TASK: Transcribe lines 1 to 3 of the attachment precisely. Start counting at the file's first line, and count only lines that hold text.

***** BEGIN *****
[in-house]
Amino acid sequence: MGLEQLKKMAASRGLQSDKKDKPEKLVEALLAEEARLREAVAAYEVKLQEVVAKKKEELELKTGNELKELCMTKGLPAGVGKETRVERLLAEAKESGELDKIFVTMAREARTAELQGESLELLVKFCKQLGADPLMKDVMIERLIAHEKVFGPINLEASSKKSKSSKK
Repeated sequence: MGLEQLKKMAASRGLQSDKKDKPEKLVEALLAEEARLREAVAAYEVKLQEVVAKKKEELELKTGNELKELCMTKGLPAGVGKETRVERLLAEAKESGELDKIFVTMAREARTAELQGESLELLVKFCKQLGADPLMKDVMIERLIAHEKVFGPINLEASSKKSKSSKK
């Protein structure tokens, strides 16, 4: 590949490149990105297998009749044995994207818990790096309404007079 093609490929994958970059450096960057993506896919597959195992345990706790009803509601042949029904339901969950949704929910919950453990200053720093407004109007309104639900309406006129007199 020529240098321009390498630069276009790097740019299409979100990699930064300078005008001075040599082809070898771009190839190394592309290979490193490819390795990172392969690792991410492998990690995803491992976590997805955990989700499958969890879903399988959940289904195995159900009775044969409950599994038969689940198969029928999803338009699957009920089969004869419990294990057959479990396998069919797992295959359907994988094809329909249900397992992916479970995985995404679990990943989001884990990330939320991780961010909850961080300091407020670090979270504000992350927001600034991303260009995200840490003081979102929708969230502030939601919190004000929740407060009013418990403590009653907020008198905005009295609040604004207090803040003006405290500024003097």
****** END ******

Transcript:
[in-house]
Amino acid sequence: MGLEQLKKMAASRGLQSDKKDKPEKLVEALLAEEARLREAVAAYEVKLQEVVAKKKEELELKTGNELKELCMTKGLPAGVGKETRVERLLAEAKESGELDKIFVTMAREARTAELQGESLELLVKFCKQLGADPLMKDVMIERLIAHEKVFGPINLEASSKKSKSSKK
Repeated sequence: MGLEQLKKMAASRGLQSDKKDKPEKLVEALLAEEARLREAVAAYEVKLQEVVAKKKEELELKTGNELKELCMTKGLPAGVGKETRVERLLAEAKESGELDKIFVTMAREARTAELQGESLELLVKFCKQLGADPLMKDVMIERLIAHEKVFGPINLEASSKKSKSSKK